Your Puppy’s First Week Home, Part Three
I’m going to do my very best to give you an overview of clicker training. I can talk for days about this multifaceted training method and the benefits and science behind it. For the purpose of this particular post I will be brief and save the detail for later entries.
So what is a clicker?
A clicker is simply a tool used as an event marker. When the dog performs the desired behavior, you click! The click tells the dog, in uncomplicated black and white, exactly what they did right. They learn when they hear the click a reward is coming.
Clicker training begins as classical conditioning, think Pavlov, but quickly becomes operant conditioning the minute the animal repeats a behavior in order to get the reward. Operant conditioning creates an animal that acts with purpose, as opposed to acting out of habit. While we want our dogs to perform certain tasks habitually, we also want our dogs to behave with purpose. A dog that performs tasks intentionally is eager to learn new skills and will remember those tasks years later. They have control over their actions and the consequences, and they are enthusiastic because they know how to make the consequences pleasurable. This develops confidence and helps them feel secure in their surroundings.
So, why does clicker training really work? I know you’re wondering what’s going on inside the mind of this enthusiastic little pooch of mine? For more on the science behind clicker training, watch for my next entry! I’ve got an entire post full of cool, geeky, sciency stuff!
There are many reasons we use a clicker as the event marker:
- A click is a sound that a dog won’t hear in any other environment. It means, without a doubt, they did something right and a reward is coming!
- It’s not emotional like your voice. You can say the same word in many difference ways and the tone in your voice and your body language can tell the dog many different things. A click only means one thing.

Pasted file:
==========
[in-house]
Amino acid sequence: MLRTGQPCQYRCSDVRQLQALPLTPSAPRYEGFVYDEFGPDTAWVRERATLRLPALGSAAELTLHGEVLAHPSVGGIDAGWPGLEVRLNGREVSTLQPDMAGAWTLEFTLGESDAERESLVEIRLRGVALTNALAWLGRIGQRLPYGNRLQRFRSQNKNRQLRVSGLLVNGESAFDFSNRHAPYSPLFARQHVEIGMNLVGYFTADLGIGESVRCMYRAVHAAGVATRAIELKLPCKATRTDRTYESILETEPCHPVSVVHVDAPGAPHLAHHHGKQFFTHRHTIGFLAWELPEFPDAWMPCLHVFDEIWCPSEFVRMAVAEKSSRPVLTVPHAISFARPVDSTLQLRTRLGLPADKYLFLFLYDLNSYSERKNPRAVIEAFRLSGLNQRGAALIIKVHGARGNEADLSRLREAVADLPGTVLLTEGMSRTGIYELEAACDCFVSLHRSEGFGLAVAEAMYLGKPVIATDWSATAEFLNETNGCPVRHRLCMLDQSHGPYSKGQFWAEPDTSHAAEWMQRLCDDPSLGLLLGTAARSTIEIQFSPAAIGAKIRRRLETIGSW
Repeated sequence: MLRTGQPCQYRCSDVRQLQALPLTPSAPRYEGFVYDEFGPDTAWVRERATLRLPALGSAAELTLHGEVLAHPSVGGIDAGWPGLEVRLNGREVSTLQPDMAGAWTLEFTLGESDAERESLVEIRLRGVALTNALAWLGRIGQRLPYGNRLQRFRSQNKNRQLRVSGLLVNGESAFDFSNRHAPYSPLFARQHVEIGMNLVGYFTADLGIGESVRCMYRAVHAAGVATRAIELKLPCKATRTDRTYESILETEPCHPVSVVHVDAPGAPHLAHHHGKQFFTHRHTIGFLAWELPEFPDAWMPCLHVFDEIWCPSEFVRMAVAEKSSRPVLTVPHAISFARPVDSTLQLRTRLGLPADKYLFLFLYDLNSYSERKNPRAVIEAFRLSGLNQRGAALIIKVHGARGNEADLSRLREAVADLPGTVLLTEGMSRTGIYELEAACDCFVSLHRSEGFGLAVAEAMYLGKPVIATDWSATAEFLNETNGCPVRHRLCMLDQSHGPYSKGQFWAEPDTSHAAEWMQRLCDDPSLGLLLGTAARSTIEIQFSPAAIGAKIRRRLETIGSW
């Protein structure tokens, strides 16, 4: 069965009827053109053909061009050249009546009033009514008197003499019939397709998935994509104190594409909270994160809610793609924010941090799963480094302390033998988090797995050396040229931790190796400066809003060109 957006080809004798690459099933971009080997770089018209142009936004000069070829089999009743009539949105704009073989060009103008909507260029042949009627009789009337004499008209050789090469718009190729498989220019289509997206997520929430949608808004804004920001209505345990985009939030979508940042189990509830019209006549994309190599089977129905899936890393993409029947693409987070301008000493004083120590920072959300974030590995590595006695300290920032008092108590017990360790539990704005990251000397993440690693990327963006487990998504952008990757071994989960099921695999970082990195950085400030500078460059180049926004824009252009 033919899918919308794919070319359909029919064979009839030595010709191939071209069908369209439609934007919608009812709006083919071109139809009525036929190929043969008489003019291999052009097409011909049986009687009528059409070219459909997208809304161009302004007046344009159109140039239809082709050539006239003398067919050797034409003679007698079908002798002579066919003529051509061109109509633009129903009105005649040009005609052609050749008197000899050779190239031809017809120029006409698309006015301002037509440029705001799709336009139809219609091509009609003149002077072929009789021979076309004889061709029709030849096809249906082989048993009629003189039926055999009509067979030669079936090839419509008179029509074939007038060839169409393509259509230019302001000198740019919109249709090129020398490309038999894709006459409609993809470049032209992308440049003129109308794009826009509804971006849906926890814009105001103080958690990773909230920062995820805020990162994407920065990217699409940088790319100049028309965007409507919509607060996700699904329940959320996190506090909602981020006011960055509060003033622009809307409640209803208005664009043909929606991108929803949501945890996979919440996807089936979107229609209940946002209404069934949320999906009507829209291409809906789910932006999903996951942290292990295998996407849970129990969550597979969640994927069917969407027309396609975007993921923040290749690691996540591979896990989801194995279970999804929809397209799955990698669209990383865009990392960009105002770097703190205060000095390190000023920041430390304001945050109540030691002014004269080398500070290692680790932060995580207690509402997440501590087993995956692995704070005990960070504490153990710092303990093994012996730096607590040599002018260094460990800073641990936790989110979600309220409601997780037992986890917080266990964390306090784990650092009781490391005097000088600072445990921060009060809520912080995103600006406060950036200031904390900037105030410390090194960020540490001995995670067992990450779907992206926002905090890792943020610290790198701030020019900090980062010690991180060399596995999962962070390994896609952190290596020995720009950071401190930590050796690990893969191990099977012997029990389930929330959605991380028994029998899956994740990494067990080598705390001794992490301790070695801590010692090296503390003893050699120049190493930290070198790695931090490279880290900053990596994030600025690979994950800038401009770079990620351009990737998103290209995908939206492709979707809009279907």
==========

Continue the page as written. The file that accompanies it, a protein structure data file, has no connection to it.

- You can start training immediately instead of waiting to build a relationship, because clicker training actually builds a strong and solid relationship.
- Training sessions can last longer because they hold the dog’s interest and dogs stay motivated because there aren’t any distractions, just the dog, the behavior, the clicker, and a reward.
- It becomes the greatest game on the planet. It’s their goal to figure out what makes you give up the treats!
Here are the 3 simple and easy steps to clicker training:
- Get the behavior through capturing or luring
- Click to mark the behavior
- Reinforce the behavior with a reward
There is a process calling “loading” or “charging” the clicker. It makes a positive association with the clicker by helping the dog to realize that the sound means food is coming. Some trainers still load the clicker while others just jump right in and start. It’s no doubt the clicker will “load” itself in just a matter of minutes. If you choose to load the clicker sit in the floor with your dog and click then treat. Do this over and over for a few minutes. Most dogs will pick up on the fact that the click means food is coming within the first 10 to 20 clicks.
Now you are ready to capture and reward your first behavior. Put your treat bag on your waist, and get your clicker ready…here we go!
With your dog in front of you and your clicker in your hand wait patiently until the dog offers a sit. The instant the dog sits, click, and without saying a word reach into your treat bag and reward your dog.